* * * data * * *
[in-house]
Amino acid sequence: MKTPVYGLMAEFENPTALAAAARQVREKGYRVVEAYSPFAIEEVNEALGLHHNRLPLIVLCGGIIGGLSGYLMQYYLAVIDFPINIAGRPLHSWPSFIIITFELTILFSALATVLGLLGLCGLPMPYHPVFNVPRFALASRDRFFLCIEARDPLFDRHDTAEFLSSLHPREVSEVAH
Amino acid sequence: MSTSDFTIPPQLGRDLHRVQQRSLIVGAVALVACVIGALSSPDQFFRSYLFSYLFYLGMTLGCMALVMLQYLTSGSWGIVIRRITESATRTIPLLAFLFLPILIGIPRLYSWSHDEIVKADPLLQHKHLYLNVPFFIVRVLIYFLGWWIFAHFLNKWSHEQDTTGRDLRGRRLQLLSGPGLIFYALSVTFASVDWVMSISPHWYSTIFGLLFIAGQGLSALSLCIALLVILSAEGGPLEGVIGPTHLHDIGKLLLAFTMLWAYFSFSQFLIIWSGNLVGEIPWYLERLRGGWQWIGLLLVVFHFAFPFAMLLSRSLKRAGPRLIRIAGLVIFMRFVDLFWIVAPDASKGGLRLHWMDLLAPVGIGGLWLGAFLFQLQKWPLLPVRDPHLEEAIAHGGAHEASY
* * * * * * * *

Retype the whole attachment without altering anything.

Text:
[in-house]
Amino acid sequence: MKTPVYGLMAEFENPTALAAAARQVREKGYRVVEAYSPFAIEEVNEALGLHHNRLPLIVLCGGIIGGLSGYLMQYYLAVIDFPINIAGRPLHSWPSFIIITFELTILFSALATVLGLLGLCGLPMPYHPVFNVPRFALASRDRFFLCIEARDPLFDRHDTAEFLSSLHPREVSEVAH
Amino acid sequence: MSTSDFTIPPQLGRDLHRVQQRSLIVGAVALVACVIGALSSPDQFFRSYLFSYLFYLGMTLGCMALVMLQYLTSGSWGIVIRRITESATRTIPLLAFLFLPILIGIPRLYSWSHDEIVKADPLLQHKHLYLNVPFFIVRVLIYFLGWWIFAHFLNKWSHEQDTTGRDLRGRRLQLLSGPGLIFYALSVTFASVDWVMSISPHWYSTIFGLLFIAGQGLSALSLCIALLVILSAEGGPLEGVIGPTHLHDIGKLLLAFTMLWAYFSFSQFLIIWSGNLVGEIPWYLERLRGGWQWIGLLLVVFHFAFPFAMLLSRSLKRAGPRLIRIAGLVIFMRFVDLFWIVAPDASKGGLRLHWMDLLAPVGIGGLWLGAFLFQLQKWPLLPVRDPHLEEAIAHGGAHEASY